Electronic Health Records: How to Spend the Money Wisely


So it looks as if the nation’s taxpayers are going to spend about $20 billion to accelerate the use of computerized medical records. In his press conference Monday night, President Obama went out of his way to explain why that money belonged in the economic stimulus package. It is, he said, a job-creating investment in both the present and the future that will improve the quality of care and save lives.

But in a letter delivered Tuesday to the White House and Congressional offices, 50 of the nation’s leading experts in electronic health records — most of them physicians themselves — warned that “an historic opportunity to achieve quality and efficiency gains through health information technology will be lost,” unless the government channels the spending carefully.

Just throwing money at doctors, they say, is not going to work. “The challenge is going to be all about implementation,” said Dr. Blackford Middleton, chairman of the Center for Information Technology Leadership, a research arm of Partners Healthcare, a big nonprofit medical group in Boston that includes Massachusetts General Hospital. “Where is the money going to flow and what is the mechanism of implementation?”

Dr. Middleton and others who signed the document say the answer lies in replicating a few standout community projects that have had success in offering installation help, technical support, buying power and training to small physician practices. The small group practices will be where the Obama administration’s push succeeds or fails because 75 percent of the nation’s physicians work in offices of 10 doctors or fewer.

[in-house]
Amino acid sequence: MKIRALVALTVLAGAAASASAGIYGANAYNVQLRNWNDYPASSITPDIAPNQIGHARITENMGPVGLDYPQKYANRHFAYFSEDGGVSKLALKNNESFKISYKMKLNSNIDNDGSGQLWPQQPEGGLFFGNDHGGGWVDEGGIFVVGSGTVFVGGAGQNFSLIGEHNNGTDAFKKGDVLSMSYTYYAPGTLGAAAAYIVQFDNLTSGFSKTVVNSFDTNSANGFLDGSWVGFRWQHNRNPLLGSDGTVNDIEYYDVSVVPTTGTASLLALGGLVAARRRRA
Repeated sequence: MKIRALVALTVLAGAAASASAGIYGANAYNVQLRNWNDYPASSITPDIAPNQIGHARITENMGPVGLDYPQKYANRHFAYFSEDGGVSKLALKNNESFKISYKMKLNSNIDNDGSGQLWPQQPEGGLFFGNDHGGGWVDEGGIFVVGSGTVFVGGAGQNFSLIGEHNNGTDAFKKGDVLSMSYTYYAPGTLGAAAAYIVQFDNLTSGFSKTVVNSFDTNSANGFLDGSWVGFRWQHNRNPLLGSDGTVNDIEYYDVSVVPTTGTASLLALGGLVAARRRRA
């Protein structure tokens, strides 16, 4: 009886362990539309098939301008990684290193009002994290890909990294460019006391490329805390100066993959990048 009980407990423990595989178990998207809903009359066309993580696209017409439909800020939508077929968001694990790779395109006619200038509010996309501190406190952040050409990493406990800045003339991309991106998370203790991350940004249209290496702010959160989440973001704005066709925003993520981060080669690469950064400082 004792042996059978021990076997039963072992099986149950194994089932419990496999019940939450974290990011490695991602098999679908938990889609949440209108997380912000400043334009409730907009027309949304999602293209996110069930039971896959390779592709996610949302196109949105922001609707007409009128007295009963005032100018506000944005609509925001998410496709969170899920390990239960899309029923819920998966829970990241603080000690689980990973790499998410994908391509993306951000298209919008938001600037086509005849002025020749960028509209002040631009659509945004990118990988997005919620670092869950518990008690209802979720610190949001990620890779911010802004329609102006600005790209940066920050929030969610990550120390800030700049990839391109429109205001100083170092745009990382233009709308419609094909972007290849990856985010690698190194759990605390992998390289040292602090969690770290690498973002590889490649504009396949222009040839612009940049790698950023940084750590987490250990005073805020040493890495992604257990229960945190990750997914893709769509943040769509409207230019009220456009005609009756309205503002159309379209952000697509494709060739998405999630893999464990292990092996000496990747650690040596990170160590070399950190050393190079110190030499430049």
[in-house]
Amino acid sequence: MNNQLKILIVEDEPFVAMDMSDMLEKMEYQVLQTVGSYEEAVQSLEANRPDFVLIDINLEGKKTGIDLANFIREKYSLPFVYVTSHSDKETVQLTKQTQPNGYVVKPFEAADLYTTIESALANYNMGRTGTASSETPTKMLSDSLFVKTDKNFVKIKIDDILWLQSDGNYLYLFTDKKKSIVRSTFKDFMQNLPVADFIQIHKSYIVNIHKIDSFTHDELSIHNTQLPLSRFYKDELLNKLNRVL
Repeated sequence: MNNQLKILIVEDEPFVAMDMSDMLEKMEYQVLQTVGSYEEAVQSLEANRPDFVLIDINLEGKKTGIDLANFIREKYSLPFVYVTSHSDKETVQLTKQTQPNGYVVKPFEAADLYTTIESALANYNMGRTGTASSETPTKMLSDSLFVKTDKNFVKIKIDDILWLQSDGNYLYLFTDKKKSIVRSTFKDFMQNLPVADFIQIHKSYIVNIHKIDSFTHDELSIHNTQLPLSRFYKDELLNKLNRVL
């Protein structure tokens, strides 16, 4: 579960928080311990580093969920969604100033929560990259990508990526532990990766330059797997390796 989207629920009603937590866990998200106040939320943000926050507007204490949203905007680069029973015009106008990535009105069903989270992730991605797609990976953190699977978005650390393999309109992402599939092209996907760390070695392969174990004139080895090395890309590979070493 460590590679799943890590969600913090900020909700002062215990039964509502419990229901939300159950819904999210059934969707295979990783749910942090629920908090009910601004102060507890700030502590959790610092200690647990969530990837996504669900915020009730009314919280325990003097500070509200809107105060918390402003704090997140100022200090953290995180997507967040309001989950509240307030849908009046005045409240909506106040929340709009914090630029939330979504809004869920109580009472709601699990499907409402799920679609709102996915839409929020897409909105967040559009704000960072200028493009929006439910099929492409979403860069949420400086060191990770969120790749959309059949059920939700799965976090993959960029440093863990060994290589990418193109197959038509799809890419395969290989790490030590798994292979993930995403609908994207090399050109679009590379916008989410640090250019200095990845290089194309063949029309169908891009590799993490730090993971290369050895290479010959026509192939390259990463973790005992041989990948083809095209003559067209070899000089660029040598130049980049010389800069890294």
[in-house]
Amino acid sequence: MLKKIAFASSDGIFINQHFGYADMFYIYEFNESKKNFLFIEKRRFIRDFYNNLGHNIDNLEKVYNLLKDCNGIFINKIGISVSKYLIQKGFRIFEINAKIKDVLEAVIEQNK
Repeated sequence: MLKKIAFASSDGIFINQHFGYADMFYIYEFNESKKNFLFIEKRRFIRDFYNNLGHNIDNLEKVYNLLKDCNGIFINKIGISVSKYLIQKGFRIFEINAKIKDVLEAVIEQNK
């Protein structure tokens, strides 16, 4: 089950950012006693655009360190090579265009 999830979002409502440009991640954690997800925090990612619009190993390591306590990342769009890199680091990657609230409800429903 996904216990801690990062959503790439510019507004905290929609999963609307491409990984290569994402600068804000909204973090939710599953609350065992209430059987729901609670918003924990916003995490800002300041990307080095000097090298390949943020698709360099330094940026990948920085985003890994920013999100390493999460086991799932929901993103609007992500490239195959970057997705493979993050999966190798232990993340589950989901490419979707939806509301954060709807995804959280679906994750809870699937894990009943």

The health information technology provisions in the stimulus bill are a step toward the goal of nearly universal electronic health record adoption over the next 10 years (compared with 17 percent today). The central feature of the plan is incentive payments for using electronic records for improvements in health quality, efficiency, prevention and safety.

But the experts’ letter focuses on the importance of properly financing and assigning a significant role to the “Regional Health IT Extension Centers,” which are called for in the bill. The experts see these centers as a critical bridge to success for a nationwide rollout of electronic health records. In their document, they point to two examples of excellence, the Massachusetts eHealth Collaborative and New York City’s Primary Care Information Project.

The New York project began two years ago with $27 million in funding and a commitment to help small practices, especially in disadvantaged neighborhoods, adopt and use electronic health records. It has worked with software suppliers to tailor a health record suited for its purposes. The project’s leaders insisted that the patient information in the electronic records could be shared across a community health network, linking doctors offices, clinics and hospitals. The project provides centralized technical support, education and know-how for doctors and others. It began rolling out its records about a year ago, and they are now used in two hospital outpatient clinics, 10 community health centers, 150 small group physician practices and one women’s jail, serving a total of one million patients.

I asked Dr. Farzad Mostashari, the assistant commissioner in the New York City Department of Health in charge of the primary care information project, what he’s learned. “There is no way that small practices, especially in underserved areas, can effectively implement electronic health records on their own,” he said. “To get a public benefit, and widespread adoption, just giving cash to doctors is not going to work.”